Ted Grimsrud—Purpose vol. 44, no. 6 (June 2011), p. 28.
Where are we human beings meant to be at home? Is this life supposed to be “nasty, brutish, and short,” an unhappy sojourn as we head to a “better place”?
Or, are we meant to be at home in the here and now?
I think these questions are important when we consider our call to peacemakers. If we are indeed meant for being at home in this life in this world, that would add direction and urgency for our pursuit of peace.
In my reflections, I have been struck with an interesting perspective that I would like to raise for your consideration.
Think about our ongoing lives and these two questions: What are our most fundamental survival needs as human beings? And what elements of our lives give us the most pleasure? Notice that several of the exact same things are high on both lists. Our survival needs and our pleasures often go together.
We need to eat. Our lives, like other animals’, are to a large extent organized around our meals. We think in terms of working so we may “put food on the table.” At the same time, we love to eat. Most of us, when we think back to the times in our lives when we have had the most fun, find that these have often involved food. Our taste buds generally give us pleasure—as does the feeling of having a full stomach after we have been hungry.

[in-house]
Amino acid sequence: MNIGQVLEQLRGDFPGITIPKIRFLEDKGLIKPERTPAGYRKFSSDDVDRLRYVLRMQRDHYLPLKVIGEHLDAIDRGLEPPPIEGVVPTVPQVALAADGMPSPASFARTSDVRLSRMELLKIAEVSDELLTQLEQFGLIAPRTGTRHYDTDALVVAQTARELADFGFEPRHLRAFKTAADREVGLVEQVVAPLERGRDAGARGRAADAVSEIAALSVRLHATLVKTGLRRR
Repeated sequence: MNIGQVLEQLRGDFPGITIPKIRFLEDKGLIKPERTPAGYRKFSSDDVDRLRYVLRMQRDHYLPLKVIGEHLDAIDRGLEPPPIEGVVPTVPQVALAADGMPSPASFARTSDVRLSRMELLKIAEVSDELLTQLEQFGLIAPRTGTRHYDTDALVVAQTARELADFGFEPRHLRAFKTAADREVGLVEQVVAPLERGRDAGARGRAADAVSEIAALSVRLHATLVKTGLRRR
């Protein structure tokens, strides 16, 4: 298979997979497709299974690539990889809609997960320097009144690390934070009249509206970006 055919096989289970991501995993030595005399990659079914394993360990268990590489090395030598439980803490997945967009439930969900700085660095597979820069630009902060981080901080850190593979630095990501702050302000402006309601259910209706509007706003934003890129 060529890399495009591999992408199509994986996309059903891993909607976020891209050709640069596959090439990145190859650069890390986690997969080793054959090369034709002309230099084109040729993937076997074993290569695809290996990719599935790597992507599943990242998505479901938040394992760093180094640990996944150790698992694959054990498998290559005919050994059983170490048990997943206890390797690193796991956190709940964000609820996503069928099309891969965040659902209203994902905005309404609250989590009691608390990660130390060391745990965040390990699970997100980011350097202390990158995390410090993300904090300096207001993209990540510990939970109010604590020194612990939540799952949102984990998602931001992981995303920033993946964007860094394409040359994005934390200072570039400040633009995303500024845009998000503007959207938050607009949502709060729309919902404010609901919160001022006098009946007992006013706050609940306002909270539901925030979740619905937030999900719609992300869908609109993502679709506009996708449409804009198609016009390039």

We need to drink. We love to drink. Few pleasures are as intense as a glass of cold water when thirst is strong. We also enjoy many other beverages beyond simply satisfying our thirst.
Sex is pleasurable, and we don’t continue as a species without it. When we talk about our “sex drive” we do not simply have in mind some kind of need we feel to have children. We also know that the sex drive is linked with a “pleasure drive.”
As social creatures we need friendship to survive. Friendship brings us great joy.
The overlapping of our survival needs and our deepest pleasures tells us something profound about the nature of life. We are creatures who love the activities that keep us alive. Life is meant to be good. Our humanness is meant to be a source of joy. That tells us something about where should expect to find home.